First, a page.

We release new Before Your Time episodes about every month.
Stories from those who founded, hiked, and loved Vermont’s Long Trail, including the first women to through-hike the “footpath in the wilderness” in 1927.
It’s well-known that Vermont is one of the whitest states in the Union. And so the stories of African American Vermonters can sometimes get forgotten, no matter how important they have been to our state’s and our nation’s history.
Many different groups of people, from many different continents, have helped build our state. But from the 19th century through 2019, the stories of immigrants have largely been excluded from the popular image of Vermont.
It’s a shame that some of the things we record get edited out of our stories. So here’s an episode of lost clips: bike whistles, pewter purists, halfway houses on the border, needlework, and the grave of “Vermont’s Donald Trump.”
Queer lives and queer histories in Vermont were often kept private for good reason: the fear of losing one’s job, home, or family. The fear of violence. But it’s important to know that LGBTQ people are here, have always been here, and are part of the state’s history.
It can seem like every town in Vermont once had a pharmacist brewing their own special blend of medicine. Some of these cures were derived from herbal folk remedies. Others were created from a lot of alcohol, some food coloring, and a pinch of carefully honed hokum.
A massive wooden printing press made in the mid-17th century has a place of pride in the Vermont History Museum, and not just because it’s old. It represents both the history of written law in the state, and the crucial role that journalism – the press – plays in a democracy.
Plenty of Vermont’s historic buildings are traditional homes, churches, and meeting houses. But as the state changed in the 20th century, its architecture did too. Now experts are looking more closely at buildings that look nothing like what came before.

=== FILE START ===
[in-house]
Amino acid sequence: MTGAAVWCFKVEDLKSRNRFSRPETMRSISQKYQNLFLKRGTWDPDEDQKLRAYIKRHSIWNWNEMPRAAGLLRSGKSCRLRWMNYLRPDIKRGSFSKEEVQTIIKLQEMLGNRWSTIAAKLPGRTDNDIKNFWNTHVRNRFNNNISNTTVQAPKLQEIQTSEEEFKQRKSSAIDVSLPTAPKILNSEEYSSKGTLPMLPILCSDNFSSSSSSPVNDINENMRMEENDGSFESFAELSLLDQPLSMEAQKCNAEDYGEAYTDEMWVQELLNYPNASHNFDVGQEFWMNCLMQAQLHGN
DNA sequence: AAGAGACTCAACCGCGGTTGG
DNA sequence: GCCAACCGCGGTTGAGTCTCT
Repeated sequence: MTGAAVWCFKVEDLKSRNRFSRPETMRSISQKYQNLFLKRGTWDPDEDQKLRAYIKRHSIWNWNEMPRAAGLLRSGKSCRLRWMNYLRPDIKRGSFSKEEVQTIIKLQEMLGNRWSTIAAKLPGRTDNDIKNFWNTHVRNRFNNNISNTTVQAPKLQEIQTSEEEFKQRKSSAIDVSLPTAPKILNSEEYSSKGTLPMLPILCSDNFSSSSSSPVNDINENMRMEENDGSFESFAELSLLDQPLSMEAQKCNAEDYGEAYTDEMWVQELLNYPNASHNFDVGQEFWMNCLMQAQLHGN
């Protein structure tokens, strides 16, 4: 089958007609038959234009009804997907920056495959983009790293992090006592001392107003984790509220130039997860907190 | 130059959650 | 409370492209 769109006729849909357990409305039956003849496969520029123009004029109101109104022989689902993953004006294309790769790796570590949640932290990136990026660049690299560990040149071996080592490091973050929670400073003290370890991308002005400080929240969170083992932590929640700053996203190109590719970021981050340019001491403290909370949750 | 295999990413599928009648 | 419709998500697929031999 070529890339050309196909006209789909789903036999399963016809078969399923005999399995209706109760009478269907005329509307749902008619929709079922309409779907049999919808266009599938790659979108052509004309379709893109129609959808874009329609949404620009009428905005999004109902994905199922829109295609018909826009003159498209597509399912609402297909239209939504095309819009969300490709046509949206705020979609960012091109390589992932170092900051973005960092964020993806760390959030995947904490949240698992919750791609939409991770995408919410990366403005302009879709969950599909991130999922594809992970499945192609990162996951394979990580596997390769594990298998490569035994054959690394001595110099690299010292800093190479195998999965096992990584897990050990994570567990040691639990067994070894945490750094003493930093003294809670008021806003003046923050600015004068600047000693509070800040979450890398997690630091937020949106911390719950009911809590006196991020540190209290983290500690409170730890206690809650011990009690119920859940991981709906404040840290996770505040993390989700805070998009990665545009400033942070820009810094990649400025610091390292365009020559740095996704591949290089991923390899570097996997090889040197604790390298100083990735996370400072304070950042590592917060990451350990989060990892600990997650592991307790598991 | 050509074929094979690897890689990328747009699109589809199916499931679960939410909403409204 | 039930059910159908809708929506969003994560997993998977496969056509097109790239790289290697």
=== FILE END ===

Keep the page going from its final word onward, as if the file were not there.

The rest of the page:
People have raced cars in the Green Mountains since 1903. There were racetracks in every corner of the state: at fairgrounds, in farmers’ back fields, and finally at dozens of dedicated racetracks.
More than 600 Vermonters died overseas fighting in World War I. But thousands more brought their unique experiences of battle back to their home state.
Many of Vermont’s cemeteries date back multiple centuries. They’re filled with worn-down stones that may only offer glimpses of the personal histories of the dead. But these cemeteries still hold lessons for the people who visit them today.
Many Vermonters felt a sense of liberation during the nation’s first “bike boom” in the 1890s, when bikes became cheaper and easier to ride. Although the state’s early bike clubs were the province of elites, underrepresented groups soon took up the new technology.
Vermonters love weather. They love bragging about it, complaining about it, hiding inside from it, and playing outside in it. It’s a topic of conversation across the state.
We still need libraries. But what is their role in the age of the internet? And in a state with so many beautiful libraries, why is it such a challenge to keep them going?
Vermont today has no shortage of knitters, crocheters, rug hookers, silkers, sewers and felters. Some are avid hobbyists, and some make a living from their craft. But all are part of a long history of fiber arts in Vermont.
Among its many myths and images, Vermont is now considered a place to get excellent alcohol. Today’s visitors may not know that we used to be one of the driest states in the nation.
While the country grappled with scandals like Vietnam and Watergate, back-to-the-land communes offered settlers an alternative path in Vermont. But the 1970s were also good for business in the state.
In the years after World War II, Vermont transformed the way it sold itself to outsiders. That shift in identity made Vermont a four-season state for travelers. It also changed the state’s landscape.
Memphis has soul, Nashville has country. What is Vermont’s music? You may as well ask, “Who is a Vermonter?” Even in the 1930’s, those questions resisted easy answers.
To this day, the 1927 flood is considered the biggest natural disaster in Vermont’s history. But the flood was an even bigger turning point.